Why Black History Month Is Not The Answer To US Race Relations Issues
When all cultures’ histories are truly and fairly embraced, and the accomplishments of even the most marginalized ones are regarded equally alongside those that have always dominated, a level of societal maturity will be within reach.
Then, the need for a month-long societal reflection and cultural celebration of black history will not be necessary.
However, until the nation reaches that point of deep cultural awareness and mutual respect, the importance to annually celebrate and publicize the individual identity, heritage and pride of a marginalized minority will continue to be necessary.
It will be a vital step toward the establishment of a fairer, more equitable society.
The modern-day inequalities, which are much subtler than their historical Jim-Crow-era counterparts, are so effortlessly woven into our subconscious systems of education, work and personal lives that the dangers now lay in the subtleties of injustice.
As opposed to the intense, overt hatred that once rallied a point for Civil Rights activists to focus their revolutionary efforts, the socioeconomic gap between the affluent racial majority and the marginalized minority has greatly decreased.
However, it has introduced a new danger: A camouflaged struggle.
The line of reasoning behind the argument against Black History Month is that a celebration spanning 28 days a year cannot possibly do hundreds of years of rich history any justice.
It relegates the importance of persecuted groups’ struggles to only a twelfth of a year.
The existence of a Black History Month cannot plausibly do anything to improve race relations in white-dominated societies.
However, because modern race relations in the current sociopolitical climate are unequal, the role of a Black History Month is essential in highlighting a social struggle with issues as real as segregation, but nowhere near as tangible.
After 400 years of oppression, tragedies that occurred during the Civil Rights Movement — like the murder of many innocent people and the acquittals of their guilty murderers — were commonplace in an era of accepted racism.
But unfortunately, the tragedies continue to exist today.
The 1955 brutal murder of innocent African American teenager Emmett Till for allegedly whistling at a white woman was alluded to in the wake of Michael Brown’s 2014 murder.
A police officer, who was acquitted without sentencing, killed Brown for walking in the middle of the street.
Unfortunately, Brown and Till are only two members of a large group that also includes Eric Garner, who was choked to death by a policeman, and Trayvon Martin, who was shot by a self-proclaimed neighborhood watchman on his way home from the corner store.
Some of the most dangerous aspects of the inherent disparities in this modern-day racial society are those that are more difficult to quantify. Sixty years ago, there were clear legal milestones that allowed the public to measure progress.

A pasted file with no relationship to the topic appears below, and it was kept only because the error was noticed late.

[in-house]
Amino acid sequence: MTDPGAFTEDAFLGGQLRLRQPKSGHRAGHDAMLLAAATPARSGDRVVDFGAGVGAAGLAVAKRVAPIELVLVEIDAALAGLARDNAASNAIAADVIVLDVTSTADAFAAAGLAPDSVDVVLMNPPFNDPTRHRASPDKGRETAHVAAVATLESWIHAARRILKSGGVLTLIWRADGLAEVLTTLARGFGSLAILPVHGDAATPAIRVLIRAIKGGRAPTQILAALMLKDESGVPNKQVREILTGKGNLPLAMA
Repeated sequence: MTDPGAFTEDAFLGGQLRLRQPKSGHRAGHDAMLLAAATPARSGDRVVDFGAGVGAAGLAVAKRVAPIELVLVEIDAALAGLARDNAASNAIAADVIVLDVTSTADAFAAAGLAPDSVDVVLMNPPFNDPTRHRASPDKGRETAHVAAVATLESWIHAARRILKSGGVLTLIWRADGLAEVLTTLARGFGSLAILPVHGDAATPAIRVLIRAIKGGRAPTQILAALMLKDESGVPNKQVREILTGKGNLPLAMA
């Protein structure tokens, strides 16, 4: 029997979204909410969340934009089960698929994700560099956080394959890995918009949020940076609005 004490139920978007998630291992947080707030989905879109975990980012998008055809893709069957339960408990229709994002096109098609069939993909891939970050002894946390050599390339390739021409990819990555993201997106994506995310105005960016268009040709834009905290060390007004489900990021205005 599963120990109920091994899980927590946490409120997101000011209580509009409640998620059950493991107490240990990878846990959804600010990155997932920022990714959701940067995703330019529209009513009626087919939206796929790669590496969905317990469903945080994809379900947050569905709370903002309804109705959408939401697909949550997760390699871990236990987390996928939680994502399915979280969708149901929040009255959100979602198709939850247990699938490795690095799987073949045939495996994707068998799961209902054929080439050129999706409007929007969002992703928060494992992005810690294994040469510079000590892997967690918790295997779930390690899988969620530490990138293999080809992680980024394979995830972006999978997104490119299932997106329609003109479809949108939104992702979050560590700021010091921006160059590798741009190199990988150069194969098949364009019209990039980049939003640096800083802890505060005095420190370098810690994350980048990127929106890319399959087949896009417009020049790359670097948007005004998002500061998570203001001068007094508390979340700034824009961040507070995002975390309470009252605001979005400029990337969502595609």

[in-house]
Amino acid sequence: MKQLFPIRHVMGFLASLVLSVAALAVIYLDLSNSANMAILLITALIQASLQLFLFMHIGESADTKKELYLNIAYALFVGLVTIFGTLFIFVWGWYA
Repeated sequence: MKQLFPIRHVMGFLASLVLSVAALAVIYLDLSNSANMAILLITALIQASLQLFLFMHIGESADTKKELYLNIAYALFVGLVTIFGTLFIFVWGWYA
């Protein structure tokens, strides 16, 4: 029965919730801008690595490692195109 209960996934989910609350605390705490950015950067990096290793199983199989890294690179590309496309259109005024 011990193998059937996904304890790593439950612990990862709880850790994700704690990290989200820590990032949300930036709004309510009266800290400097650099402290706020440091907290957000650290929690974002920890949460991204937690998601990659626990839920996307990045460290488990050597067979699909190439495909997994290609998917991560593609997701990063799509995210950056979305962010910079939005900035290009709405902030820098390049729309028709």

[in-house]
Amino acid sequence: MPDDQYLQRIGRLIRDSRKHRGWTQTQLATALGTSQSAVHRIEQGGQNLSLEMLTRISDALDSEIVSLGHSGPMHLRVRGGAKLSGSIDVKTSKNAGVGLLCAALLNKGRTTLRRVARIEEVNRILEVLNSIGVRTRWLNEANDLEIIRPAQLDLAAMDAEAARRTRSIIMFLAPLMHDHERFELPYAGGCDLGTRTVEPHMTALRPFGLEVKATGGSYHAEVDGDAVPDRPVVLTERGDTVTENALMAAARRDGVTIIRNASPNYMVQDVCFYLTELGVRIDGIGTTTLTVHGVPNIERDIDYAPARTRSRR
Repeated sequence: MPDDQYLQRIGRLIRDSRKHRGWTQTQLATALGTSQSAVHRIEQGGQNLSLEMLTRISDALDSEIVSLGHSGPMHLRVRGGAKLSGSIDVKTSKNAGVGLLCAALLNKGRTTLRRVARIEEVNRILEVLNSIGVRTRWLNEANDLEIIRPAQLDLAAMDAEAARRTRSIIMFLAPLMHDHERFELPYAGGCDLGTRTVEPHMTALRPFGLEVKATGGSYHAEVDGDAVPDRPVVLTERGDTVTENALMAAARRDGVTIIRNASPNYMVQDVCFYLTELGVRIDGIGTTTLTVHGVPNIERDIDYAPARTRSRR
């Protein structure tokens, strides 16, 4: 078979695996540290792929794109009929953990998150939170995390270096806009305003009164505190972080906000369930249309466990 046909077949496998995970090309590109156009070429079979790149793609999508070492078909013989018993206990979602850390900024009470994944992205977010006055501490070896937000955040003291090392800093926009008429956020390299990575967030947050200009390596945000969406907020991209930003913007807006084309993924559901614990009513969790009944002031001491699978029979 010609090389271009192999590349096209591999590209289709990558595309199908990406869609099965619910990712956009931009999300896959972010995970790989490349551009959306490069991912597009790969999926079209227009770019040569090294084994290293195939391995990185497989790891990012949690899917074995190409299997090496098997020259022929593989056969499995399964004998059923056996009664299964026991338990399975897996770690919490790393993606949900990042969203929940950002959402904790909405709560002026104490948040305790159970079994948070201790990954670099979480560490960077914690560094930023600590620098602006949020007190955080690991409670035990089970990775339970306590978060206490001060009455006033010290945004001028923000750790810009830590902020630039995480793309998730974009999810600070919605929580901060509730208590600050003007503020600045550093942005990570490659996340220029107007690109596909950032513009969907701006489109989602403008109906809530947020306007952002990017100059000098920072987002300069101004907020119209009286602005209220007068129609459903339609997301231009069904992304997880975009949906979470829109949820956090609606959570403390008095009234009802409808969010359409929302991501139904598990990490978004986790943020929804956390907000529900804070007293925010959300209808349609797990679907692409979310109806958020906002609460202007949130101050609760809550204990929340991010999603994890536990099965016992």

The Emancipation Proclamation of 1863 freed the slaves, 1954’s Brown v. Board of Education ruled racial segregation in public schools violated the US constitution, the Civil Rights Act of 1964 granted full political equality for African Americans and, finally, in 1965, the Voting Rights Act overcame legal barriers that prevented African Americans from their right to vote.
Today, however, the barriers to freedom are significantly subtler.
According to a 2013 US Census, US schools that have the highest percentage of black and Latino students do not offer Algebra II, and a third of these schools do not offer chemistry.
The public school system very clearly depicts the institutionalized disparity of racial treatment, as black and Latino students account for 40 percent of enrollment in schools with gifted programs, but only represent 26 percent of these students are chosen to participate in advanced courses.
The way children are treated in schools hugely affects their relationships with education into the future.
In 2013, 19.3 percent of African Americans over the age of 25 had a bachelor's degree or higher, compared to the much greater national average of 30 percent.
Modern day racism may be unintentional, but by no means is it any less damaging. While race still evidently plays a major role in education, education also plays a role in the class system.
The median income of black households in 2013 was $34,598, compared to a national average of $51,939.
Shockingly, compared to a 14.5 percent national average of people who live below the poverty line, those who identified as African American represented a hugely increased 27.2 percent of people.
Because this social struggle is no longer in a state of revolution, today's inequalities have no way to receive the same level of publicity or support, and by the same token, the accomplishments of this underrepresented group don't see the same level of celebration or collective pride as is deserved.
The opportunity to highlight the many accomplishments and conquered racial boundaries during annually sanctioned time periods is an opportunity to recognize how far society has developed and how far it still needs to evolve.
Across the US, Canada and the UK, the month is used to reflect the Jim Crow hangover in an effort to ensure that the struggle to reform and improve race relations does not fade.
While admittedly, in a perfect world, there would be no need to relegate an entire sub-culture's history to a month, it would be optimistic to think that it is not needed at this time.
As Martin Luther King Jr. once said, “Nothing in all the world is more dangerous than sincere ignorance and conscientious stupidity.”
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